One day later, even more questions about the legitimacy of the attempted coup have emerged, because as Reuters reports the "rogue police officer" behind the so-called helicopter attack on Venezuelan government buildings is an action film star who paints himself as a James Bond-cum-Rambo figure on social media.

As a reminder, President Maduro said Oscar Perez, a strapping pilot, diver and parachutist, was responsible for firing shots and lobbing grenades on the Interior Ministry and the Supreme Court after hijacking the helicopter. In a social media video, Perez said he was fighting a tyrannical, vile government.

It turns out he may have been also going for the IMDB movie rating: Perez, 36, directed and starred in a 2015 Venezuelan action movie called "Suspended Death" about the rescue of a kidnapped businessman, which includes scenes of him firing a rifle from a helicopter and emerging from water in scuba gear. And, as Reuters adds, he has an unusually public profile for the usually tight-lipped and secretive investigative police.

Perez has given interviews about his film and maintained a colorful Instagram feed with images of him riding horseback in combat gear, scuba-diving with rifles and pistols, and jumping out of a helicopter with a dog.

"I'm a man who goes out into the streets without knowing whether I'll return home," Perez told a local television network in an interview about the film in 2015.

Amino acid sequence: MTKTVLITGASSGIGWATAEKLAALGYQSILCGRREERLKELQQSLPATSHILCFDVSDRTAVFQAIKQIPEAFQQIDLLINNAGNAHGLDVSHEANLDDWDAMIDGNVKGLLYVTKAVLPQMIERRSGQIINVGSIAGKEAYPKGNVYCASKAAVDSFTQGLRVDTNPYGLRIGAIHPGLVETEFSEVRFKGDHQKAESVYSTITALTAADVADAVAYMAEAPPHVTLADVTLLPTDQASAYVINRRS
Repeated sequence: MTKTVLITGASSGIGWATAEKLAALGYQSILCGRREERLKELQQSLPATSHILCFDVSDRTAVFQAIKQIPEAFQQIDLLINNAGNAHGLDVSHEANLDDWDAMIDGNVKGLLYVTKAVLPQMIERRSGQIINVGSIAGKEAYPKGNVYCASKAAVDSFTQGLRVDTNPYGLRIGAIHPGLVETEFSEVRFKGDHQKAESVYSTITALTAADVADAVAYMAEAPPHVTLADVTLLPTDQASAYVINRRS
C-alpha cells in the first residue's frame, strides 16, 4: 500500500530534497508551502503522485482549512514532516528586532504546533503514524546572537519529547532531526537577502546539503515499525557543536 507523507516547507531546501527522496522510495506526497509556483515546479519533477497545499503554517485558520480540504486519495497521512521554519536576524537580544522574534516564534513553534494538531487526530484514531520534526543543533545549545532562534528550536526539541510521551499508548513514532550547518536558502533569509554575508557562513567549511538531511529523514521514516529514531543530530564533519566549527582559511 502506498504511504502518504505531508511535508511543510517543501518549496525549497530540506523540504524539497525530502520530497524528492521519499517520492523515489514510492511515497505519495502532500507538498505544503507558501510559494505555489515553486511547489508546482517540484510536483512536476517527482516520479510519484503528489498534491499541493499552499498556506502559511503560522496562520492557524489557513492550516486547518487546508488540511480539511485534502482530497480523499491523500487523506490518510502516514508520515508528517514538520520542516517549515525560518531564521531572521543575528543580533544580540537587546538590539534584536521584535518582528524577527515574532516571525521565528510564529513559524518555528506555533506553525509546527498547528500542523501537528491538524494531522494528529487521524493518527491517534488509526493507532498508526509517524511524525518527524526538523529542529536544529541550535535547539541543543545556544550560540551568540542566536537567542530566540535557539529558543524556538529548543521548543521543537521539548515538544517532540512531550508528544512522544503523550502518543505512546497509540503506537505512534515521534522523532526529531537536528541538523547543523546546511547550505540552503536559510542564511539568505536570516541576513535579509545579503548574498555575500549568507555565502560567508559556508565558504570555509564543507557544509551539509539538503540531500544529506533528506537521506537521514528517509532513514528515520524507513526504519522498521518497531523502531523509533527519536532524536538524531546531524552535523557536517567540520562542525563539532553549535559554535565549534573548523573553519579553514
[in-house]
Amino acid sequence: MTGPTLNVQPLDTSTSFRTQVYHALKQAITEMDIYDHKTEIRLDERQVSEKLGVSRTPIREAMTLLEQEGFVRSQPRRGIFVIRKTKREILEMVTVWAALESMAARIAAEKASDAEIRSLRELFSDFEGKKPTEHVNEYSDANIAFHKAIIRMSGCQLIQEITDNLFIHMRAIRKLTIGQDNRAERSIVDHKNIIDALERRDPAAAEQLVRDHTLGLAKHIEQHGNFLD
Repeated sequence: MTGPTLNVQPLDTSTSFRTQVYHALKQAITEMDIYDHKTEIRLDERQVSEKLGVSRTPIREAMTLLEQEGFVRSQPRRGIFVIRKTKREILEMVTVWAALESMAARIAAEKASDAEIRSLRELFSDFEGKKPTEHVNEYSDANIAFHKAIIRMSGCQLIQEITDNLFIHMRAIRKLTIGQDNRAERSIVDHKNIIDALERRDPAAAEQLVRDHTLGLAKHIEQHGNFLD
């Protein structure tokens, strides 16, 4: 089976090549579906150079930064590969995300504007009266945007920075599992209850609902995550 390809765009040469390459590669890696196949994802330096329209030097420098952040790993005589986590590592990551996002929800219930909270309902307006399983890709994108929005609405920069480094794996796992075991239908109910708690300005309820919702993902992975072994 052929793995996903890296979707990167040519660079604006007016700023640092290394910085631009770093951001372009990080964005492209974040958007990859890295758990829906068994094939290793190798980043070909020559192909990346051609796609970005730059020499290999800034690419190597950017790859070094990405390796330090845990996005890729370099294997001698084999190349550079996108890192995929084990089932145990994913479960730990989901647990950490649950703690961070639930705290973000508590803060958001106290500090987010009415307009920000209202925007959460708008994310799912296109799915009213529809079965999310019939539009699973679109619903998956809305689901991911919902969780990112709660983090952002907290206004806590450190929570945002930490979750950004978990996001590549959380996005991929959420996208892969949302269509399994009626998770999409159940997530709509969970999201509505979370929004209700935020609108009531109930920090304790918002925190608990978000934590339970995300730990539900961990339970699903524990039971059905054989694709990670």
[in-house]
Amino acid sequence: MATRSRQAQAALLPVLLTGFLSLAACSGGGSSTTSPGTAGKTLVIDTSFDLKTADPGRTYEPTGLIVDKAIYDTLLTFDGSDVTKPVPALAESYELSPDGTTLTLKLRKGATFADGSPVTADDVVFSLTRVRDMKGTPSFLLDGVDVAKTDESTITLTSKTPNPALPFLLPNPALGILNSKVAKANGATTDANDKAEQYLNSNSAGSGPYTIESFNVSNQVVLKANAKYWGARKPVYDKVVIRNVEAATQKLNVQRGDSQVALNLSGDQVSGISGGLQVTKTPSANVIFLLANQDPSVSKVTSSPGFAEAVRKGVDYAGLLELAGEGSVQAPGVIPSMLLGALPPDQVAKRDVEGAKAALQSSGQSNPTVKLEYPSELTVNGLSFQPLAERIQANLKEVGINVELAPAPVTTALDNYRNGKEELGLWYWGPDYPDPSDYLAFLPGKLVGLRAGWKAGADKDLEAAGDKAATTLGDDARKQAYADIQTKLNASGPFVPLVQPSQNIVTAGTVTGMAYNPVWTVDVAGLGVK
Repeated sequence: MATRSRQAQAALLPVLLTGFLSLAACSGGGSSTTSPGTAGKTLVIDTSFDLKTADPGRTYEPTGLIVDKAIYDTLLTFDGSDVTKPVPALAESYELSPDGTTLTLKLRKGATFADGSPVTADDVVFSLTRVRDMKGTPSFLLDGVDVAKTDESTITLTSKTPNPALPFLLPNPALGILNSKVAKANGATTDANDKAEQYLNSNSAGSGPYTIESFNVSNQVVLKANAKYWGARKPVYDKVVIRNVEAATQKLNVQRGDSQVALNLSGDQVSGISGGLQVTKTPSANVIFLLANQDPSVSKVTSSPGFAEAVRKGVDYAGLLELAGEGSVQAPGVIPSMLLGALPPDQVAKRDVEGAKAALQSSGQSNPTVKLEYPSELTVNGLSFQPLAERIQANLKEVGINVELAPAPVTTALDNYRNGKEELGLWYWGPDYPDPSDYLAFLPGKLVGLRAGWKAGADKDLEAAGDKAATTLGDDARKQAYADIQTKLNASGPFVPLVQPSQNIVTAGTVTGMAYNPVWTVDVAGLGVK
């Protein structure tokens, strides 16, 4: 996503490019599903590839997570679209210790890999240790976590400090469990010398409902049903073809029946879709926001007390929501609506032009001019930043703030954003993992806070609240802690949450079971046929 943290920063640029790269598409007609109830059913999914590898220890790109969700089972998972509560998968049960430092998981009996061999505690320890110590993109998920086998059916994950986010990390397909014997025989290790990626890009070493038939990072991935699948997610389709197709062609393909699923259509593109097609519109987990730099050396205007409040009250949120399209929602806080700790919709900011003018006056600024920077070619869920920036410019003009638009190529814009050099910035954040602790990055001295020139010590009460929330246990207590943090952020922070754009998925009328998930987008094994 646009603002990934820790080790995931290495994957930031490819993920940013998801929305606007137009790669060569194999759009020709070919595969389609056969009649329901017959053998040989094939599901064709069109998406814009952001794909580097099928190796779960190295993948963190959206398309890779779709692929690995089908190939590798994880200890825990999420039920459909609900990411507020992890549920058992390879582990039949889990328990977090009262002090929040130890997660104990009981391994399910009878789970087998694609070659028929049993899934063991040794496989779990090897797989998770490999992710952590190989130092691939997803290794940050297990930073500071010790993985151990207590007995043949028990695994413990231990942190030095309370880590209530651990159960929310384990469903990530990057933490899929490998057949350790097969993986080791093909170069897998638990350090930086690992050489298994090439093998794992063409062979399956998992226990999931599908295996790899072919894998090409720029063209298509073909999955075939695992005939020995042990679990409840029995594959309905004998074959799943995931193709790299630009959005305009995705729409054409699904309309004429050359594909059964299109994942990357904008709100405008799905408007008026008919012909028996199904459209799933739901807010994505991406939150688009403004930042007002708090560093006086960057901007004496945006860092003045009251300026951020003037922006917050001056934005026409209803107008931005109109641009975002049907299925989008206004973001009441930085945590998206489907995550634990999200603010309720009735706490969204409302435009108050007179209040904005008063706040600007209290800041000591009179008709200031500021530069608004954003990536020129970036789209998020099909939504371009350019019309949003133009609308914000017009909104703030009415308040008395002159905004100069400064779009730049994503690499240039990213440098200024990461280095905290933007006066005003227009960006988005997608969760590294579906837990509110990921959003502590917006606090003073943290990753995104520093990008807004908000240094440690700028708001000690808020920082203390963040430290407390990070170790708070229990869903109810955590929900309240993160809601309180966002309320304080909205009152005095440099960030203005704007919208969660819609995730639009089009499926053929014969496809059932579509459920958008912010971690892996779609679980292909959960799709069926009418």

The movie glorifies Venezuela's investigative police as they stage a complex and action-packed rescue using improbably futuristic technology. Asked what inspired him to make the movie, he said a conversation with a young delinquent led him to believe that movies could help change minds.

"(I asked myself) what can we do to create a positive idea, to be a weapon against delinquency? That's how 'Suspended Death' came to be," said Perez in another TV interview.
Though he supposedly claimed to be representing a coalition of disaffected security and civilian officials, there was no immediate evidence that he had further backing. In a 2016 video on Perez's Instagram feed, he stands with his back to a mannequin target and successfully shoots it with the help of a small makeup mirror for aim.

On Tuesday evening, Perez unfurled a banner from the helicopter with the word, "Freedom!" It was not immediately clear who was paying for this particular movie.

Needless to say, Perez' acting experience and his theatrical photos spurred opposition criticism that Tuesday's incident, which did not include any reports of injuries or deaths, was staged by Maduro as an excuse to clamp down on adversaries.

In retrospect, perhaps Turkey's Erdogan should consult on how to make fake staged coups at least appear realistic.

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Old 06-29-2017, 10:01 AM
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Re: Venezuela's Supreme Court Attack from Helicopter

Obammy = Soros = Maduro = Chavez

They wanted to US to be in the same condition as Venezuela is in now.

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Old 07-28-2017, 03:59 PM
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Re: Venezuela's Supreme Court Attack from Helicopter

Venezuela is going to shit. I bet Hugo Chavez is turning in his grave......

“No tears please, it’s a waste of good suffering..”
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Old 07-30-2017, 11:09 AM
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Re: Venezuela's Supreme Court Attack from Helicopter